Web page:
On a typical weeknight in college, I could usually be found huddled with a group of friends, chatting, laughing about the day’s events. Our conversations would often turn toward our teachers or peers, the ones we liked and those we didn’t. It was easy and enjoyable to crack some jokes and get a few laughs at another’s expense or to commiserate about a tough professor.
On one of these nights, something struck me hard. When the talk turned negative, I noticed that one friend would sit there completely silent. Didn’t say a word. I watched through the night as she came alive at other times and then went back to silence during the grumble sessions. This made a deep impression on me, and I wondered if I could do the same thing.
Over the years, I’ve tried to apply this practice in my life, and I’ve found it’s been a stepping-stone to something even better: not just keeping quiet, but also refraining from making any judgements at all (and no, I have certainly not mastered this).
Why do we judge? Sometimes it’s as simple as the fact that we believe we’ll feel better about ourselves if we bring someone else down. But there’s often more to it than that. I recently read a blog post that says that we judge others the way we judge ourselves. I find this to be true. For example, if we value working hard to achieve a high income, we will judge ourselves by this metric and will think of those not pursuing this path as somehow inferior. The problem is that different people subscribe to different value systems. Maybe those we’re judging value time spent with family and close relationships far above career and income; to them, they are living life to its fullest. This is one reason not to judge; our values may be (and probably are) different from those with whom we interact.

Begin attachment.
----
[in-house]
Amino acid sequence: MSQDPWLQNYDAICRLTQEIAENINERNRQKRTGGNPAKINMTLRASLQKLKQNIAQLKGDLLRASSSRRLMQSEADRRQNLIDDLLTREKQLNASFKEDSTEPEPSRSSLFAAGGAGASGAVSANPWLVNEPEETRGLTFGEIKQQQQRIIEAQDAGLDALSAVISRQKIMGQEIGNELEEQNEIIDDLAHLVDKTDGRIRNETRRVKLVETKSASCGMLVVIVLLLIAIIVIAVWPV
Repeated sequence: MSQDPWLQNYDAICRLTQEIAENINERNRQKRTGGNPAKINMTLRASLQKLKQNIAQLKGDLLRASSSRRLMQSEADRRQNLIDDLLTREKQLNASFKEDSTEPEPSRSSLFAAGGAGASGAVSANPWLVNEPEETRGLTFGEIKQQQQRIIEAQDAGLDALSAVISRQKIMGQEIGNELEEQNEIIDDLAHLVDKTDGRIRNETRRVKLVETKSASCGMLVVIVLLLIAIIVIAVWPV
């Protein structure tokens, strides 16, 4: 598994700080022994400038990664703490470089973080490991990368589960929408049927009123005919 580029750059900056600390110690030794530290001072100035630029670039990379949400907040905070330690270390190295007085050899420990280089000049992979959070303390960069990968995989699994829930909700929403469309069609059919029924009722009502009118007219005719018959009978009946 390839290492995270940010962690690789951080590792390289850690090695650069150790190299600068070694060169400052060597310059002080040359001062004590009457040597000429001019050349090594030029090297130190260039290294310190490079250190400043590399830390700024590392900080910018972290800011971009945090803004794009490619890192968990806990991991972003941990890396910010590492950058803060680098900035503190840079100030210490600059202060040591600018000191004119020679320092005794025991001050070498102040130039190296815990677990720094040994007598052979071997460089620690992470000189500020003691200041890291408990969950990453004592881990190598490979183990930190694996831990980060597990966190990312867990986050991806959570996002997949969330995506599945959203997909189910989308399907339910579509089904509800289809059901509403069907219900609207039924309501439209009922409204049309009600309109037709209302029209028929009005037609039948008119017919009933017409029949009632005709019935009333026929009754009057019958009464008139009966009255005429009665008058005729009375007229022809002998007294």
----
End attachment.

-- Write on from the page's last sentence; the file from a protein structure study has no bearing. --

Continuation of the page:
Here’s another reason. I once worked with a very critical (and sometimes outright mean) individual. My reaction was to judge and gripe, complain and moan. I felt justified. Over time, I began to realize that the situation wasn’t improving and that I didn’t really feel any better. So I started to think about why this person was so spiteful and did some digging. It turns out that they did not have the love of their family. They had health issues, they felt utterly alone and in many ways hated themselves. After learning more about their situation, it became easier to have compassion. But the reason I mention the story is this: we simply don’t know the current circumstances of others, nor do we know what happened in their past to make them act the way they do. This is one more reason not to judge.
We should ask ourselves: what do we gain by judging people? Does it truly improve our lives? What if we were to reallocate that energy into something worthwhile, something that actually improved our character, minds, bodies, skills or talents in some way? What could we become?
When you judge another, you do not define them, you define yourself – Wayne Dyer
I want to give you an example of how these ideas can be applied with challenges that arise in our kids’ lives. A friend recently told me about a situation where her daughter was being taught volleyball by a former olympian. This coach was tough, extremely hard on the girls, but always gave advice that was effective in improving their game. The daughter appreciated the advice and was learning quite a bit until she started to be influenced by the other players who would often make nasty remarks about the coach. Her mom intervened with some conversations about how to conduct herself when the group dynamic turned negative. This young woman is now working to disengage from the negativity, staying silent as the complaints go on around her. Her game is improving again.
As we know, these situations don’t go away as we grow up. We keep finding them in the workplace or in other circumstances. But imagine how well-equipped to handle these situations our kids will be, imagine how strong they’ll be by the time they’re adults if they begin practicing right now. Not engaging in negativity is a beautiful start. Reserving judgment is an even higher ambition.
What do you think? Is this an important lesson for your kids to learn?